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“As much as I've enjoyed Pixar/Disney's features over...”

Written on: 19/05/2007 by Timix1 (33 reviews written)

Good Points
More comedic gold from arguably the best voice cast of any animated feature.

Bad Points
The third time isn't always the charm; the film fails to introduce any new characters worthy of the main players, and it suffers a bit from 'been-there, done-that' syndrome. Still, if you enjoyed the first two installments, there's no good reason to miss this one.

General Comments
As much as I've enjoyed Pixar/Disney's features over this past decade or so (last summer's CARS was no exception), I've always held Dreamworks' pair of SHREK flicks especially close to my heart. Maybe it's because I worship at Mike Myers and Eddie Murphy's feet as comedy gods who were the best things to ever happen to 'Saturday Night Live'. Maybe it's the films' inspired re-contextualizing of our beloved fairy tales. Maybe I just like sass-talking gingerbread men (and maybe I've said too much at this point). In any case, these films represent an interesting counter-point to Disney's output in much the same way Warner Bros.' 'Looney Tunes' did back in their day; their eyes are more keenly fixed on the (slightly more adult-themed) humour while never forgetting the importance of character development. And while I'm beginning to find the proliferation of pop culture references in most kid-themed films increasingly tiresome, I've always enjoyed SHREK's ability to make the most of its devilish in-jokes (the unfortunate naming of Lord Farquaad remains a high/low point). So needless to say, I was most anxious for a third helping of the ogre's shenanigans.

The plot: after Harold the frog king croaks (pun very much intended), Shrek and his furry sidekicks must track down Harold's only living heir to the throne or else our big green hero will be obligated to fulfill the royal duties himself. Meanwhile, Prince Charming (Rupert Everett) rallies his own army into taking over the kingdom of Far, Far Away and claims the throne for himself. Amidst all the mayhem, Shrek must deal with the unwanted news that his wife Fiona (Diaz) is pregnant.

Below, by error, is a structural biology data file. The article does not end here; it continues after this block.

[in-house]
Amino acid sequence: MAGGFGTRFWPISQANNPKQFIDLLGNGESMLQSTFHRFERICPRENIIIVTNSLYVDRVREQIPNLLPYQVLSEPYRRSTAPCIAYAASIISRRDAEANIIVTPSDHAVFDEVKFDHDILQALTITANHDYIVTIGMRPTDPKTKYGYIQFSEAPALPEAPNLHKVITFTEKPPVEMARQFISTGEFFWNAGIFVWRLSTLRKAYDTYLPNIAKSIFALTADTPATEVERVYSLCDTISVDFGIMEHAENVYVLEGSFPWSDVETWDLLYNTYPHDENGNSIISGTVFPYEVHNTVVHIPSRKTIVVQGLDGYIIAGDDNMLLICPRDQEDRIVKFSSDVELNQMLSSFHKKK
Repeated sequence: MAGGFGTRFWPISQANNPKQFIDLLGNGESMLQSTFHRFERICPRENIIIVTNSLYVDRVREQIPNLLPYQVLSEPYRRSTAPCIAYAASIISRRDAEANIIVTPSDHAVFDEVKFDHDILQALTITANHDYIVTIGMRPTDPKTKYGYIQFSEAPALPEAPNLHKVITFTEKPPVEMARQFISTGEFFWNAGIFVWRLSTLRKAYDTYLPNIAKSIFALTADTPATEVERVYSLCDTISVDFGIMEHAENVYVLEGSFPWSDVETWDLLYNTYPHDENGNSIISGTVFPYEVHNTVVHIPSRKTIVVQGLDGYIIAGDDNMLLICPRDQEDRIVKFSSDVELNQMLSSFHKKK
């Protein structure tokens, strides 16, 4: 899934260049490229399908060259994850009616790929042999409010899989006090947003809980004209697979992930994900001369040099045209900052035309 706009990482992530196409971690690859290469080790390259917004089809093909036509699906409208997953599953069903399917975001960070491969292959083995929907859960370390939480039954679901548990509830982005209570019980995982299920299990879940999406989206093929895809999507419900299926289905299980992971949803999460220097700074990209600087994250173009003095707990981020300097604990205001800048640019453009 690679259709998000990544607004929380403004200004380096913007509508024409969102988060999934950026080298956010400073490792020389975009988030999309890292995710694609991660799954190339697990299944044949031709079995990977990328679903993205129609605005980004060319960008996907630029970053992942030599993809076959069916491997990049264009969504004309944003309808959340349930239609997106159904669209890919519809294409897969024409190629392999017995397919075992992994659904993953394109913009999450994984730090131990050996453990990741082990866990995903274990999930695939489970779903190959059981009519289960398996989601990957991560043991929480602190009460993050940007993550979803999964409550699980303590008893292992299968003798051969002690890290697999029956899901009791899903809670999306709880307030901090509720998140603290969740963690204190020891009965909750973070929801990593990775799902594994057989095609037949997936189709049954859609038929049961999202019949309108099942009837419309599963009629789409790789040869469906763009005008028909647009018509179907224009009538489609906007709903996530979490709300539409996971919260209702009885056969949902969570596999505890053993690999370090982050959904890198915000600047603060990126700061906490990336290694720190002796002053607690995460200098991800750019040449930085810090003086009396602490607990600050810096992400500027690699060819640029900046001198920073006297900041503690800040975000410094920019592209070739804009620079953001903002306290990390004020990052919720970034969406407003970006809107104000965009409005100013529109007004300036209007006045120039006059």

On several levels, SHREK THE THIRD does deliver the goods. The digital animation remains a luscious wonder to behold. The main players are as entertaining as ever (watching Murphy's Donkey and Banderas' Puss In Boots bicker is always a treat). Its recasting of fairy tale villains like Captain Hook and Stromboli as misunderstood underdogs with their own sides to their famous stories furthers the series' subversive take on these centuries-old writings.

That being said, the film suffers somewhat from 'been-there, done-that' syndrome. There's only so many times one can listen to Shrek complaining about his desire to return to his beloved swamp before you wish him that speedy return and be done with it. The comedic set pieces don't always deliver the laughs as successfully as before (the climactic rescue by a collective of fairy tale princesses - all gamely voiced by Saturday Night Live alums - falls especially flat). And it fails to introduce any new characters to rival the already plus-sized cast. Nothing against the talented Justin Timberlake (as Artie, the nerdy heir to the throne), but frankly he sticks out like a sore thumb here; Eric Idle fares slightly better as the scatter-brained Merlin.

Still, it's the movie's smaller comedic touches that kept me entertained and outweighed the rough patches, whether it's the sight/sound of CNN interviewer Larry King as Doris the Ugly Stepsister, seeing King Harold's coffin - a 'Ye Olde Foot Locker' shoe box - floating by on a lily pad, or my man Gingy's life flashing before his eyes in a side-splittling montage. Is SHREK THE THIRD ultimately a letdown? Perhaps, but movies never benefit from high expectations, and mine were sky-high in the first place. If you enjoyed the first two installments, there's no good reason to skip this third outing.

And at least this much can be said: it doesn't disappoint as much as the recently released SPIDERMAN 3 (but I'll save my thoughts on that movie for its own review).

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